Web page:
Captain Schettino Faces Up To 12 Years In Prison For Abandoning His Ship — And More For Manslaughter

Capt. Schettino

When Captain Francesco Schettino allegedly abandoned his Costa Concordia cruise ship as it sunk off the Italian coast, he may have broken one of the oldest rules in the maritime handbook.

A captain goes down with his ship. Well, he’s at least supposed to be the last one off and coordinate the evacuation.

Unfortunately for Schettino, who is currently under house arrest over the incident, the tradition is also enshrined in most maritime law books. And the shaky excuse that he accidently fell into a rescue boat might not hold up in court.

Edward Phillips, principal lecturer in the department of law and criminology at the University of Greenwich, told the BBC that a captain who fails to ensure the safety of his passengers in Italian waters could be prosecuted under either national or international law.

Under the Safety of Life at Sea (SOLAS) convention, which Italy has ratified, passenger ships are required have an emergency plan that sets out who is responsible for what during a crisis situation.

Costa Concordia’s emergency documents haven’t been released, but may say that the captain must be the last to leave the vessel.

National rules are even more direct: Italy’s Maritime Law stipulates that a captain who abandons his ship before it sinks, and while passengers are still on board, could face 3 – 12 years in prison, according to the BBC.

The SOLAS treaty dates back to 1914 — it was written in response to the sinking of the Titanic — but rules governing abandoning ship have been around for much longer. Back when captaining a vessel was a much tougher game.

Anyone caught sleeping on watch would have a bucket of sea-water poured over their head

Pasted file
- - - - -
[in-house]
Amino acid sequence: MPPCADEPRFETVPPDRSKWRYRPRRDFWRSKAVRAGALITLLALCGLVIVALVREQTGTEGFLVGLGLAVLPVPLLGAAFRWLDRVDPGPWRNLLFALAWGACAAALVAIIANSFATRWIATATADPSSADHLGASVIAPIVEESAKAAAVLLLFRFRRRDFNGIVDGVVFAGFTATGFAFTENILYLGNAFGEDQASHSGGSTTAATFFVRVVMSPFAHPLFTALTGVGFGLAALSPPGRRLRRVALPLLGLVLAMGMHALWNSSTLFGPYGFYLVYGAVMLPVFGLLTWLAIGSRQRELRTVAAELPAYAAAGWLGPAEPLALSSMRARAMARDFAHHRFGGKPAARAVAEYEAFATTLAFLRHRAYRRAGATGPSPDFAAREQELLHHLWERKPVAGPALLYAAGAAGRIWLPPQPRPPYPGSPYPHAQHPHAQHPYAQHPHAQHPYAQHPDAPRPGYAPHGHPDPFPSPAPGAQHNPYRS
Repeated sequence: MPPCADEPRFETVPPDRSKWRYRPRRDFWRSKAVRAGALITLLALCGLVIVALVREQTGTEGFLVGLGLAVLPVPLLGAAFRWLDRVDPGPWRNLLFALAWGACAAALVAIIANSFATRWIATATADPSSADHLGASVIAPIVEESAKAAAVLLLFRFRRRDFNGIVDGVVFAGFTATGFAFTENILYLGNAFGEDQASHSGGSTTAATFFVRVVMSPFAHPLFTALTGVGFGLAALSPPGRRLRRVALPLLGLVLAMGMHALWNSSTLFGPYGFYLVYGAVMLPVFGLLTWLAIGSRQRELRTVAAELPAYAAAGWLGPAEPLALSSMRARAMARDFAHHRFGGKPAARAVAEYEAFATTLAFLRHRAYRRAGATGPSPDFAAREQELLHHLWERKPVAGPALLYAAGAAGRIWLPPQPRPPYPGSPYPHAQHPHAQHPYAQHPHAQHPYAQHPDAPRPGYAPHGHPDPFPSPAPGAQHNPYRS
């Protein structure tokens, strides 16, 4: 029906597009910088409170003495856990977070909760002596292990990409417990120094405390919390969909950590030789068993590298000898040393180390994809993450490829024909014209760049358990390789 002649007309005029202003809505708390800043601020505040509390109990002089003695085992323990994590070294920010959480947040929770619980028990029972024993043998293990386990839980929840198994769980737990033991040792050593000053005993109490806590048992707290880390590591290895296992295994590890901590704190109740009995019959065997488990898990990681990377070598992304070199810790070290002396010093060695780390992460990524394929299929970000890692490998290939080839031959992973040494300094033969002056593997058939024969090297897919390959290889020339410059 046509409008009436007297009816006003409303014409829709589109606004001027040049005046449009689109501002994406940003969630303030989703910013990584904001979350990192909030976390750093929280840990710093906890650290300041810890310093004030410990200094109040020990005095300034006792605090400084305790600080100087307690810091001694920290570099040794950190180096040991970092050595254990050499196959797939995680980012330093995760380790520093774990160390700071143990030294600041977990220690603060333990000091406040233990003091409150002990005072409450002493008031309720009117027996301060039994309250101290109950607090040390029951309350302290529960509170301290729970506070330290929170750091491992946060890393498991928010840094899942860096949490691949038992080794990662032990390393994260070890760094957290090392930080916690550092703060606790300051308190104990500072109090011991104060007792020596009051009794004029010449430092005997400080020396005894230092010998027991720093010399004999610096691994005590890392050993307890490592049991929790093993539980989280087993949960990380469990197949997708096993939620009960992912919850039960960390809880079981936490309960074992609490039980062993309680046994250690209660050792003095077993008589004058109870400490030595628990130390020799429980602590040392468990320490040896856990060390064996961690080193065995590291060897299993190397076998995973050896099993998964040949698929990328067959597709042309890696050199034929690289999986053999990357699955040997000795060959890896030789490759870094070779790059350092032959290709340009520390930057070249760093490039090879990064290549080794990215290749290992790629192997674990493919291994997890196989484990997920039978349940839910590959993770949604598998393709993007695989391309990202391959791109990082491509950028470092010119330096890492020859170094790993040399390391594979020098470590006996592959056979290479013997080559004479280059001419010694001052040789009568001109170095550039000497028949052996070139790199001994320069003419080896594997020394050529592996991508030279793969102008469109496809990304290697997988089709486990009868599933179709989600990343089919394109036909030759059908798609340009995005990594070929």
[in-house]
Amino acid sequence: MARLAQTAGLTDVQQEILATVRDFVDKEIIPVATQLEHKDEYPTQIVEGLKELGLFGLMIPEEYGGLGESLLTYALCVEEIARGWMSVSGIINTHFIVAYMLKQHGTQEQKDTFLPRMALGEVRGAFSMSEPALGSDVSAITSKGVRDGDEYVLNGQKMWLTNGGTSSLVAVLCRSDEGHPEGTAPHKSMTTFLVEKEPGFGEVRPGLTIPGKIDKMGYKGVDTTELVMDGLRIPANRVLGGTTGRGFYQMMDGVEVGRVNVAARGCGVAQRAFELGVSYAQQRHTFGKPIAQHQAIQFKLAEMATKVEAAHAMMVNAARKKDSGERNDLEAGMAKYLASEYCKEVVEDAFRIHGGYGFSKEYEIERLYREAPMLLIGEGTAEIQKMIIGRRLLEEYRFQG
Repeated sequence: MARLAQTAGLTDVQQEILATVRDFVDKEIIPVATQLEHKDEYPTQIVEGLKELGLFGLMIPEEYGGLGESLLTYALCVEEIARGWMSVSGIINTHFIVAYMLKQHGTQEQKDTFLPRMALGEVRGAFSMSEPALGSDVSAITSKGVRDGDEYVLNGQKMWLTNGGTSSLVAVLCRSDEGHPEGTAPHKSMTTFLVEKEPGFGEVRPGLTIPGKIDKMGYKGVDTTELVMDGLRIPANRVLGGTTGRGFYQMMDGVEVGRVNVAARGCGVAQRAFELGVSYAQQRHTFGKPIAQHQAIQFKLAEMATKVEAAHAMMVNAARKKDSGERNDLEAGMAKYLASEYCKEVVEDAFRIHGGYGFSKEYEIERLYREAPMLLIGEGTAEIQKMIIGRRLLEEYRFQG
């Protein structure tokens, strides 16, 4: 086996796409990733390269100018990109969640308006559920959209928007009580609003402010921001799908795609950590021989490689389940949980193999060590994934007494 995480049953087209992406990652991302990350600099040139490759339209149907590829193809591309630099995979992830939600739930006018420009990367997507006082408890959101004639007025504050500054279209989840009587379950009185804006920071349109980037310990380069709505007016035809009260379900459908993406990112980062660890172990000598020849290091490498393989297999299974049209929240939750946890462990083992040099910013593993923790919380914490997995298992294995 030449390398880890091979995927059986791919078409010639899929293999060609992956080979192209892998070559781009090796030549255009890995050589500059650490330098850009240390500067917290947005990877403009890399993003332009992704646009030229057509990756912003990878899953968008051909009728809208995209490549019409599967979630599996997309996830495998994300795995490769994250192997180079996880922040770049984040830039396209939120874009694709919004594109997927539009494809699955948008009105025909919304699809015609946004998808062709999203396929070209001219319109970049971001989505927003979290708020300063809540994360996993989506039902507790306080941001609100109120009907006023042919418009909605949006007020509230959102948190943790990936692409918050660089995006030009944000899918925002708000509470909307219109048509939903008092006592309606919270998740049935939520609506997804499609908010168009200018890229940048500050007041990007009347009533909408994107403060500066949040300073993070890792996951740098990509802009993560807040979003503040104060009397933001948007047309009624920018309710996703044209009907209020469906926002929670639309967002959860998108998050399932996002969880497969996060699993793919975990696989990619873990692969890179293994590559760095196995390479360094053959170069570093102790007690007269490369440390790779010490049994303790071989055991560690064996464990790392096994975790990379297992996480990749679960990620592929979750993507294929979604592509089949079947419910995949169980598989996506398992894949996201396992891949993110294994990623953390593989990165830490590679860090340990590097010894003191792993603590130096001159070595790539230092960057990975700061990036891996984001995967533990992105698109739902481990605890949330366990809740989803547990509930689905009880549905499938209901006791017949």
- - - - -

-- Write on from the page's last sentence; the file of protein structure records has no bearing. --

A second-time offender would have their hands tied over their head and a bucket of water poured down each sleeve.

Four-time nappers would be put to death in a particularly cruel way: hung over the side of the ship in a covered basket, with nothing but a loaf of bread, a mug of ale and a sharp knife. A sentry would ensure that the offender never returned aboard, leaving him to starve or cut himself adrift and drown at sea.

Source: Admiralty Black Book

Cooks who spoiled a meal were beaten with stockings full of sand

The practice was officially disallowed in 1811.

Source: Royal Navy & Marine Customs and Traditions

It was forbidden to propose a toast before the 'Loyal Toast to the Sovereign'

Diners would then raise their galsses in a toast of the day:

Monday -- Our ships at sea
Tuesday -- Our men
Wednesday -- Ourselves, because no one else is likely to bother
Thursday -- A bloody war or a sickly season (to ensure quicker promotion)
Friday -- A willing foe and sea room
Saturday -- Wives and sweethearts -- may they never meet (reply is made by the youngest officer present)
Sunday -- Absent friends.

Source: Royal Navy & Marine Customs and Traditions

A deceased man's possessions would be auctioned off to his shipmates, with the proceeds applies to the man's estate

'Many articles sell for several times their original cost, only to be returned to the auctioneer for resale.'

Source: Royal Navy & Marine Customs and Traditions

Whistling was forbidden on most ships

Previously, sailors would 'whistle a wind' on a calm day. But superstition got the better of them after they supposedly summoned too many dangerous gales. It was safer to keep quiet.

Source: Royal Navy & Marine Customs and Traditions

The tradition of sailors wearing earrings is based on a superstition that pierced ears enhanced eyesight and made crew more spritely

Plain gold earings can still be seen in the ranks of the Royal Navy.

Source: Royal Navy & Marine Customs and Traditions

A sailor would get a swallow tattoo for 5,000 nautical miles traveled

Swallows always find their way home.

Source: Maritime Museum of British Columbia

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